So where does that leave us today?  Well, life will never be the same without my beautiful sister.  Even in the happiest of moments, there is still sadness.  Sadness for the moments not yet lived.  Sadness and longing for what was.  Sadness for what could have been.  I still find that at least once a day, I am overcome with this amazingly powerful feeling a grief when I am reminded at the core of my being that Kass is really gone.  It is sometimes too much to accept.  I know that I am not the only one.  I would never speak for anyone else in my family, but I know that they all suffer their own grief.  I know that they all hurt.  I know that they all long for just one more moment when we are all together:  Group photo!  Group hug!  Or a “hang out by the fire” session.  I miss those days.  I miss my sweet sister.

But, I have come to accept and to know for sure that she is still right here with us.  I feel her presence with me all of the time.  [For those who have lost someone special, I know that you understand these words.  For those who have not, you may be thinking exactly what I would have thought before we lost Kass:  “You feel her presence…..what does that really mean?”  I understand this completely and know that someday you will understand.]  I see her in the stars and in the moon, I sense her in the birds and the butterflies that now share my spaces, and I feel her in my heart every day.

And, sometimes her presence is much more visible.  I had an experience like this recently.  A few weeks ago, we had our first Team Kass Memorial Blood Drive for Kass.  My Mom organized everything and I am so glad that she did.  The day was filled with love and happy stories about Kass.  And on that day, I gave blood for the very first time.  It’s true.  I had never given blood before then.  It really was an easy process.  But, as they wrapped the gauze around my arm when it was all over, I was overcome with emotion.  I could not help but recall the hundreds of times I had witnessed the nurses doing the same exact thing to Kass.  Covering her PICC line.  Covering her bandage.  The same red gauze and the same white tape.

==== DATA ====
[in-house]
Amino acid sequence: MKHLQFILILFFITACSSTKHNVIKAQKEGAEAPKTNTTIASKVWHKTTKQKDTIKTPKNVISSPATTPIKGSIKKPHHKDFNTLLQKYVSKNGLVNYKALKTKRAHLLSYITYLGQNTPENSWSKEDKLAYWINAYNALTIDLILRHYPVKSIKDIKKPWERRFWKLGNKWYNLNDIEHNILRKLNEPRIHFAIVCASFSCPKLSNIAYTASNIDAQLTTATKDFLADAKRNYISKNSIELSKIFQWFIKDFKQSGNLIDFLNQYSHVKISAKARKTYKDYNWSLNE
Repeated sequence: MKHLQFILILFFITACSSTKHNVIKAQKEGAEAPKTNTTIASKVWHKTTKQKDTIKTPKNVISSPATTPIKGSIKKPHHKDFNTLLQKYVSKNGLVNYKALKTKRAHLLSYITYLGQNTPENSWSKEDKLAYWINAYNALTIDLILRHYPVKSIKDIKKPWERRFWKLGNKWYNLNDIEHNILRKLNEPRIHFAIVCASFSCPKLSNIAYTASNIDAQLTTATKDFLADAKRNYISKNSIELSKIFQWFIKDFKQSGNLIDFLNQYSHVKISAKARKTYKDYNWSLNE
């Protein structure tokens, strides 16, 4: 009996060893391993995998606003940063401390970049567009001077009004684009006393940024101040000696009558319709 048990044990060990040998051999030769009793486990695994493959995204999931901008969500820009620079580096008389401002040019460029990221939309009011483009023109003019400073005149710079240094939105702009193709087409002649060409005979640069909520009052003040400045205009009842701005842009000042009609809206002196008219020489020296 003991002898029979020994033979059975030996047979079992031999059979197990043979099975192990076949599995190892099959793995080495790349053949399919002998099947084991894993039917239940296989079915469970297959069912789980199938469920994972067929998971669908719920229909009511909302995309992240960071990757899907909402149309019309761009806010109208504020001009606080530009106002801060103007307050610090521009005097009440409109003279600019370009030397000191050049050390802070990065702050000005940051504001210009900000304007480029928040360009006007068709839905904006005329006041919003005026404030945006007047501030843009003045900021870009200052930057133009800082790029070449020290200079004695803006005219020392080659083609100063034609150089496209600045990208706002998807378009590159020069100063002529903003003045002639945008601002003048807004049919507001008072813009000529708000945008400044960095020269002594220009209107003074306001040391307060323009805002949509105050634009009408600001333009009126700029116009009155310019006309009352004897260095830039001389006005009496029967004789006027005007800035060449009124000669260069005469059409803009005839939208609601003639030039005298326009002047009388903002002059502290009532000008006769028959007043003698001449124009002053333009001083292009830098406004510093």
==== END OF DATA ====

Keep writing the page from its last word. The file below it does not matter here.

The next day, I took everything off of my arm, showered, and continued with my day.  I was at lunch with Jamie when I looked down at my arm.  I could not believe what the remnants of the tape had left behind.  A simple heart.  Silently telling me and our family, “Thank you.  I am here.  I love you so much.”


I read this quote just the other day and I could not believe how true it is:

“When you lose a parent, you lose a part of your past.

When you lose a child, you lose part of your future. 

When you lose a sibling….you lose both.”

There are no words to truly capture how it feels to lose a sibling that you cherished and adored. As this quote implies, it is almost like losing a piece of you.  I had always thought that Kass and I would grow old together, sharing stories, laughter, and love.  I could never have known that life would turn out this way.  The future will always be a little bit heavier without her by my side.  And, our past can now only be told through the stories behind the pictures we all cherish.  But, despite all of this….hope remains.  Hope that the beautiful moments will outshine the sad; hope that with time our hearts will heal from this sadness; and hope in the knowledge that the love we share will never die.

3 thoughts on ““……And God Bless Those with This Disease””

  1. So beautifully written. I feel your love for your sister in every one of your beautiful stories, Krista. How amazing that God shows us these images and notes from our loved ones right when we need them. I had seen a few of these after the passing of my Gram. It helps to ease the pain a little.

  2. Dear Krista, thank you for sharing such a personal, and difficult day.
    Every day that my survivor sister is with me, I think of you and Kass. I treasure each moment
    even more, thanks to you. There are no words of consolation, and losing a sister is both losing the past, the future, and your best friend ever in your life. Thank you for all that you have done for all of us…Kass is proud of you.